However, if inflation were zero the TIPS investor would have earned only 1% yield to maturity (and 1% real) while the nominal investor would have earned the same 2% (and 2% real). Conversely if inflation were 2%, the TIPS investor would have earned 3% yield to maturity and 1% real returns. The Nominal bond investor would have earned 2% nominal and 0% real.
Now, as complex as this might seem to someone who has never heard of TIPS before, it is far less complex than what really happens—-because rare is the time investors buy and hold in this manner.
TIPS IN REAL LIFE
Most large investors invest in funds who are buying and selling securities for a variety of reasons, including rebalancing, withdrawals, additions, and market views. If one invests in TIPS funds that are trying to match an index, the results over short periods of time can be quite different. In the practical world of investing, the returns one earns on TIPS versus Nominal Treasuries are not quite so neat as described in a buy and hold scenario.
An excellent article on this topic is “Twenty Years In, Have TIPs Delivered?”, by Morningstar (April 11. 2017). Even though it covers only 17 of the 20 years TIPs have existed, the specific outcomes are less important than the variety of outcomes. The most important factor is how and why prices change over time.
TIPS outperformed inflation by a substantial amount, but so did nominal fixed-rate Treasuries and virtually all other fixed income instruments. But most surprising of all, is that TIPS had almost a zero correlation to inflation when viewed on a monthly basis. TIPS were more volatile than Nominal Treasuries and had a 66% correlation to them as well. Further, they were positively correlated to Equities while fixed-rate Treasuries were negatively correlated. One of the more unexpected features is that even when using a “look back” (i.e. ex-post) optimizer they had a zero allocation within the efficient frontier portfolio—in other words, even when all was known and the optimal decision can be made (which of course is not possible) they could not add value to any portfolio with equities and fixed income.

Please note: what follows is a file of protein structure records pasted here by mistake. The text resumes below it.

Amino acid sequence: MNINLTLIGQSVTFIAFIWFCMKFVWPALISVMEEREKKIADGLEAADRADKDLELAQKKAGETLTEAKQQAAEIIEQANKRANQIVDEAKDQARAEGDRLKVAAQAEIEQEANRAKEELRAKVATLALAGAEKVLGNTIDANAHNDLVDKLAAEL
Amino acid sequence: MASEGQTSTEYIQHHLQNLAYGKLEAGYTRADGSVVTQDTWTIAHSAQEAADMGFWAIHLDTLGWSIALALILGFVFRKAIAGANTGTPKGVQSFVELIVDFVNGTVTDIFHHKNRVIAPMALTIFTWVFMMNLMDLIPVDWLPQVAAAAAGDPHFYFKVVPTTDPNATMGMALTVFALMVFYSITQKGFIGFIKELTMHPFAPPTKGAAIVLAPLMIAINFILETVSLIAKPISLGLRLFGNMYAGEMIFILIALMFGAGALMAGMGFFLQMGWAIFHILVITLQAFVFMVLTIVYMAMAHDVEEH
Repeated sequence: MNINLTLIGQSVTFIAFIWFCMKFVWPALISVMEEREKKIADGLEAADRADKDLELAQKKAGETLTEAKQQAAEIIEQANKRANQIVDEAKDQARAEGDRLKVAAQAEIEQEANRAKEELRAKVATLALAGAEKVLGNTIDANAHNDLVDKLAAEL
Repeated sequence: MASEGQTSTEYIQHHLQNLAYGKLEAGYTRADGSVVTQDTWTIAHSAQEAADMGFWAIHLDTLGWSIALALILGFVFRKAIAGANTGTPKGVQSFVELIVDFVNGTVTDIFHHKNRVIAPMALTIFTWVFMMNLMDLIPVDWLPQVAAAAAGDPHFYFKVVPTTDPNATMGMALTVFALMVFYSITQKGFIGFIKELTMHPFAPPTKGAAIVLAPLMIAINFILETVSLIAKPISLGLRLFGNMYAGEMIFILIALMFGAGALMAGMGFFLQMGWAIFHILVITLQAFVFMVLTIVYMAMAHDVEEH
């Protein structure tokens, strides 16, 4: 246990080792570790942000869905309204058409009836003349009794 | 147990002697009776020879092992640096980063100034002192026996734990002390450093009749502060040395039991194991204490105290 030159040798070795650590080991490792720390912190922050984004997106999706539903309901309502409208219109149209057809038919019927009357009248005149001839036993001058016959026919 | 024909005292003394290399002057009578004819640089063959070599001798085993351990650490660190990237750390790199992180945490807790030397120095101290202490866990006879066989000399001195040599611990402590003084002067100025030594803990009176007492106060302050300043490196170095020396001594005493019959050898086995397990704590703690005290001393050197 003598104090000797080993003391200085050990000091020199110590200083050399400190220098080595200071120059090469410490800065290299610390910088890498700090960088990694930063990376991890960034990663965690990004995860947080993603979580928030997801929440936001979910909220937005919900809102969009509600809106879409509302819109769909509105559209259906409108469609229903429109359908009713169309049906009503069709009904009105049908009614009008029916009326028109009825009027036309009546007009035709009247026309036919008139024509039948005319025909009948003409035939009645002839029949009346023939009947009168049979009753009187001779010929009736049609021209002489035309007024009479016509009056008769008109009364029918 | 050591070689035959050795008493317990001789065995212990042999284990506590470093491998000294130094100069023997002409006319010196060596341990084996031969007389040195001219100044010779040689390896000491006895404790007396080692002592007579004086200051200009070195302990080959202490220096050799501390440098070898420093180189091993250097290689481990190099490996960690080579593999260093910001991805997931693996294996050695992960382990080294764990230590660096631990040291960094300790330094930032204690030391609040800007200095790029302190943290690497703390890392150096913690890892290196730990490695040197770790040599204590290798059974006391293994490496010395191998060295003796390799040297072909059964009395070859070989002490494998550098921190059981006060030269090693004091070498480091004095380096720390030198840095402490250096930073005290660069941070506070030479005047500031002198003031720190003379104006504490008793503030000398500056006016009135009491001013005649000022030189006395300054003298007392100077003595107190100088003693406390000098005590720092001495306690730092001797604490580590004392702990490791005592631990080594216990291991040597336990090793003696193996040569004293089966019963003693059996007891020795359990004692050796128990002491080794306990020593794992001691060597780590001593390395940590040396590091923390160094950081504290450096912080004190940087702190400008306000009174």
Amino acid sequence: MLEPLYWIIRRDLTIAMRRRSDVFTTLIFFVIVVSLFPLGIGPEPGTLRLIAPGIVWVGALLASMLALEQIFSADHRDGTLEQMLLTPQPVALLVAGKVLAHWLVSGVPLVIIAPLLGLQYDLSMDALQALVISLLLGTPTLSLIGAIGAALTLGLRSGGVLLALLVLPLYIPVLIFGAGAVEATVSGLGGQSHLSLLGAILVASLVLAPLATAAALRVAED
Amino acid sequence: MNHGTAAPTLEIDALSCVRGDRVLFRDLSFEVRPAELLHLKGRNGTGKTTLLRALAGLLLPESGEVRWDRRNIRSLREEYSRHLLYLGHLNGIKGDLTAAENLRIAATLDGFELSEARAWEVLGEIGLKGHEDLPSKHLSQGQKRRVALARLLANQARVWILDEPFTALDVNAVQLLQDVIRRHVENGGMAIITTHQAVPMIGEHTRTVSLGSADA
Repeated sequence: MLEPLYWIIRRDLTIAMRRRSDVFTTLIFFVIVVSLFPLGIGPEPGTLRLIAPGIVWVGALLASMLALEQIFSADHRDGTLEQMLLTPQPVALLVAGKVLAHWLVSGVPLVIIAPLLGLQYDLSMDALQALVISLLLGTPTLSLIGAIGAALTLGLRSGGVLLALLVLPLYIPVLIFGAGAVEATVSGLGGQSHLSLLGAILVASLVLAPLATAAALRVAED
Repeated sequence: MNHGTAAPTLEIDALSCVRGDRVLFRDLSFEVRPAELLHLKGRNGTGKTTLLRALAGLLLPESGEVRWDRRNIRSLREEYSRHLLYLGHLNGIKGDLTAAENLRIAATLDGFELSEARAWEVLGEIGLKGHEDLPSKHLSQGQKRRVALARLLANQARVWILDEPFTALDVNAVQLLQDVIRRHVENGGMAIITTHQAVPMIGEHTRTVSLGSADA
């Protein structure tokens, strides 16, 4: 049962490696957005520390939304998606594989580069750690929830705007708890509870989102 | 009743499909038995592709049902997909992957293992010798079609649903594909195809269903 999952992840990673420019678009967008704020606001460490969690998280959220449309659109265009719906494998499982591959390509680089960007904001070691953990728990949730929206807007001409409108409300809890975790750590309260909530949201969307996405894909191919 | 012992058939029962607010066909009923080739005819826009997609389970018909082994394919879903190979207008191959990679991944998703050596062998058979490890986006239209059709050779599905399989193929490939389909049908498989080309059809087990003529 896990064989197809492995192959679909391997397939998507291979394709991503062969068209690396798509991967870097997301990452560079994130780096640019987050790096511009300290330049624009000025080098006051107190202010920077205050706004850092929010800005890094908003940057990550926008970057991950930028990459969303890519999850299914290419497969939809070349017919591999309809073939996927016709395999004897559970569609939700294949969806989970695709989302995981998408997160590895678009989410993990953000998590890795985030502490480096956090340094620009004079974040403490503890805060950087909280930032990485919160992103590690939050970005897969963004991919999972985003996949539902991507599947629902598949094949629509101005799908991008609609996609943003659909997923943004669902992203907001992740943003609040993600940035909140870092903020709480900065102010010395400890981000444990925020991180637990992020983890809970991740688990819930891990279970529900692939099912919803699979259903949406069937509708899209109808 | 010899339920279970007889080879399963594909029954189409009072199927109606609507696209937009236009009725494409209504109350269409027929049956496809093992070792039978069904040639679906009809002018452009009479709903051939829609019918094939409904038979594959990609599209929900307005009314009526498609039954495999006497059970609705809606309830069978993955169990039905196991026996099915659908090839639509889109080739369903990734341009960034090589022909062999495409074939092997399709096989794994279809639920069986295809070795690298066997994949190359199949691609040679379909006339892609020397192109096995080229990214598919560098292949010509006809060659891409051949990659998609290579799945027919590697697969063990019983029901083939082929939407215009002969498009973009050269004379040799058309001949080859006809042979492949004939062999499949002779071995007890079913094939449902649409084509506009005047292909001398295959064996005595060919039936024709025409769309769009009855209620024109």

Strangest of all, is that TIPs have acted like “risk assets”, so in times of crisis they have underperformed by more than one would perceive as rational, not unlike “off the run” fixed-rate Treasuries. It is important to keep in mind, however, that if we had another period like the 1970s it is virtually certain that over that entire time period, they likely would have outperformed most other asset classes (except commodities).
But that is almost precisely the point. For all practical purposes, TIPS are just another asset class. When inflation rises, their “par value” definitely rises, but their market value does not necessarily rise. When real rates rise their prices will fall, when real rates decline their prices will rise, regardless of what nominal rates do—which feels very counterintuitive for a security that is an inflation hedge.